In one part of this project we have to read John A Walker’s essay ‘Context as a Determinant of Photographic Meaning’, summarize the key points and note down our personal reflections (as before in italics).
- The context and the meaning of a photograph changes depending on where it is presented or “located”. Different parts or characteristics of an image appear important in different display contexts.
- The meaning on the image also changes when some text or caption is added, or becomes a part of a series of photos or it is juxtaposed with other image or images. I mentioned many times in my blogs for the OCA courses, how an image appears “stronger” when it becomes part of a series of images. I also mentioned in the past, how the interpretation of an image change when more information is provided in the caption. However, especially in the fine art images, maybe it is better not to have captions in order to allows us freely to reflect on the subject of the image. In the photojournalism photos however, it is better to have more details about what we are seeing.
- In the past, paintings and sculptures were produced for specific locations and the original was only one. In photography, the same image can be produced in thousand copies and placed in different locations and contexts. An example of this is the photos I have seen of refugees in the recent exhibition in Thessaloniki Photography Museum, where the images originally appeared in newspapers and magazines and in the museum there was a collective exhibition related to this issue. In this case most of the photographers were photojournalist (even amateurs) and not artists which are more frequently represented in galleries and museums.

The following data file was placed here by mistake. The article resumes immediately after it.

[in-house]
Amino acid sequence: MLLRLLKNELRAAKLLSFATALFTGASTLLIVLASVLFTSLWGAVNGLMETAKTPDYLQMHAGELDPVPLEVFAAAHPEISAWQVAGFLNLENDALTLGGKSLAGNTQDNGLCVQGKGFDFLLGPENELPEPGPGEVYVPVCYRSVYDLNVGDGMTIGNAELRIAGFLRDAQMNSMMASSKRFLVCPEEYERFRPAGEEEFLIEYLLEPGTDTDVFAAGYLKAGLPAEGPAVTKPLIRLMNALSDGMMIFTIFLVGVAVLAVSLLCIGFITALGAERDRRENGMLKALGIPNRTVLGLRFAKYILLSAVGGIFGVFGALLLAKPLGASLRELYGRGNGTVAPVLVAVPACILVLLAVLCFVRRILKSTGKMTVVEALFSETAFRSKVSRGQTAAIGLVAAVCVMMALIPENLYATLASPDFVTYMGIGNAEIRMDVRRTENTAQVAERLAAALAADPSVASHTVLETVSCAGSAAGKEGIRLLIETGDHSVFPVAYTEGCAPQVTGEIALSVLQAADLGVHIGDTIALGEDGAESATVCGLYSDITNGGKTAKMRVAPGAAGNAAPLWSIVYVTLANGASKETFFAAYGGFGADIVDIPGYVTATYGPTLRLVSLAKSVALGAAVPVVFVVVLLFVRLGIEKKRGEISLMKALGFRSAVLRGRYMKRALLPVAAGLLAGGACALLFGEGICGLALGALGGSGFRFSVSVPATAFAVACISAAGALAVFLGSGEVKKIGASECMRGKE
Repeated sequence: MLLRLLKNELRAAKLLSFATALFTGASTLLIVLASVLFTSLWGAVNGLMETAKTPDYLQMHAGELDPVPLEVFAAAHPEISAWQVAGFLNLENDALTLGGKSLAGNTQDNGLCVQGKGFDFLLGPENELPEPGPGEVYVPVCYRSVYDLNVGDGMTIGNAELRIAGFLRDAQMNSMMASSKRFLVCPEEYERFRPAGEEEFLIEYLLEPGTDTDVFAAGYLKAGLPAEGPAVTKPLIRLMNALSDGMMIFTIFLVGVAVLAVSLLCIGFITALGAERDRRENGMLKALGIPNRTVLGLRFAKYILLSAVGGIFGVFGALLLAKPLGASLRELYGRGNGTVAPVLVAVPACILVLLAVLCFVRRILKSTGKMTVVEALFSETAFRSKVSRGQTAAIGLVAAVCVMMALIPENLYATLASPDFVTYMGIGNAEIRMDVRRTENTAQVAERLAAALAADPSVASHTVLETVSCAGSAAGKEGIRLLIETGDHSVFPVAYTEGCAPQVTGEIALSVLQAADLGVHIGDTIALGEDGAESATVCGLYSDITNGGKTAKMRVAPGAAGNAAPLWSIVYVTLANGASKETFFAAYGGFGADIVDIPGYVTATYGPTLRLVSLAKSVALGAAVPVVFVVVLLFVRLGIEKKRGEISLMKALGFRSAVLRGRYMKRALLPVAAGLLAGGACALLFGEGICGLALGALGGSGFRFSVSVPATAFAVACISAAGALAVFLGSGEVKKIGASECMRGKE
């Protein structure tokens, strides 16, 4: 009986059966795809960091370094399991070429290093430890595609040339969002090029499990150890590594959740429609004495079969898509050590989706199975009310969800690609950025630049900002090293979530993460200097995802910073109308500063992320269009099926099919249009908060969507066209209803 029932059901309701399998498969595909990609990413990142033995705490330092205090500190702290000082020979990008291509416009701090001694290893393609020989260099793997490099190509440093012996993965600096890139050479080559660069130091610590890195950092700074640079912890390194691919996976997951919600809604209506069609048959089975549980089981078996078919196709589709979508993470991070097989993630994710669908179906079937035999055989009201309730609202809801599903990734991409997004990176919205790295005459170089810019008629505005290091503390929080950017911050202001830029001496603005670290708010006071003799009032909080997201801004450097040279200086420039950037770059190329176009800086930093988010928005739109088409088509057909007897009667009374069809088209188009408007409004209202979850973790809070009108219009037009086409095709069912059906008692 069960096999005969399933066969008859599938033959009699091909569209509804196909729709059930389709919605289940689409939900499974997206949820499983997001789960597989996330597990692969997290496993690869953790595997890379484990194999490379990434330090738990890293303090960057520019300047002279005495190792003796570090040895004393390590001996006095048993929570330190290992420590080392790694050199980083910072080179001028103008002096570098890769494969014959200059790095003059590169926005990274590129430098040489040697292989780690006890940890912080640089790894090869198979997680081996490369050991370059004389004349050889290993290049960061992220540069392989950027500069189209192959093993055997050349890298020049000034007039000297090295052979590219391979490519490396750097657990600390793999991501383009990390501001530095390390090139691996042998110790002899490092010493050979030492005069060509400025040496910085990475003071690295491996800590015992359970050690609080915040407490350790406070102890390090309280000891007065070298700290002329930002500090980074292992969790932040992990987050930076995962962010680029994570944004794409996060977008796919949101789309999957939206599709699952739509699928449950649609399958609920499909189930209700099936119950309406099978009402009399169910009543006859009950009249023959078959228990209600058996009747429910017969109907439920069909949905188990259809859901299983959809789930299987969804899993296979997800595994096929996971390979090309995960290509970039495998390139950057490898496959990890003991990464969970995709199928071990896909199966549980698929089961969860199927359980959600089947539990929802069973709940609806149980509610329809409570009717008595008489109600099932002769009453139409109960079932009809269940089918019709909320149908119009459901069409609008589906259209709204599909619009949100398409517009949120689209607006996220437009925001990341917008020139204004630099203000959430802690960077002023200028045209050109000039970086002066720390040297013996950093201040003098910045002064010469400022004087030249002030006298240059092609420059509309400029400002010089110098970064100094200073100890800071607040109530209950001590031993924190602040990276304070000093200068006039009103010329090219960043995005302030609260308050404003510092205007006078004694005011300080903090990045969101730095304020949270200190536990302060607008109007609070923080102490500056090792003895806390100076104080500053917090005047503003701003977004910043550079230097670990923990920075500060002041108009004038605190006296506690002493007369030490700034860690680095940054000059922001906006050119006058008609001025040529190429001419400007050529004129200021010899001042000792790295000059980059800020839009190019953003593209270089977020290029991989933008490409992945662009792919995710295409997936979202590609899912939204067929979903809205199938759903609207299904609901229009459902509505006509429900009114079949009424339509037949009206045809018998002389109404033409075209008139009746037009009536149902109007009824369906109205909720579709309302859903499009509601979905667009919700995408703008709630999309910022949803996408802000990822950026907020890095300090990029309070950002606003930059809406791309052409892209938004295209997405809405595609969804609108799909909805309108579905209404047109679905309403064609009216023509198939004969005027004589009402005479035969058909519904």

- During the “life” of an image its meaning can change from the initial (the moment was taken) to the meaning it has when it is used in different contexts. An example of this can be the use of an image in a cover of a book. The photographer could have taken it as a personal project and then the author/ publisher liked it and decided to use it in the book, because they though that it matched the story of the book, of which the photographer was not aware the moment he captured the image.
- The context/meaning of the image also depends on the person who looks at the images. The same image can have different meaning for different people depending on their character/ age/ experience/ political views etc.
In the other part of the exercise we have to write down some thoughts about possibilities of any kind of installation or exhibitions for our work for assignment 5. I have two thoughts.
- The first one is large (1-2 meters in the longest side) poster size prints of the photos in waterproof material and possibly resistant to long exposure on sun at least for few day and installed in metallic frames in the locations close to where the images have been taken. In addition, some lighting for the night (in the top of bottom). However, I do not know if that is possible due to limitation of the local archaeological authorities.
- The second idea is A3 prints in simple frames in an exhibition in a building which is used as a gallery but it used to have a different usage in the past.
Whereas in the first thought, it might be obvious the reasons, the second is mainly because I like more the idea of these spaces than the traditional “white cube” as a gallery space.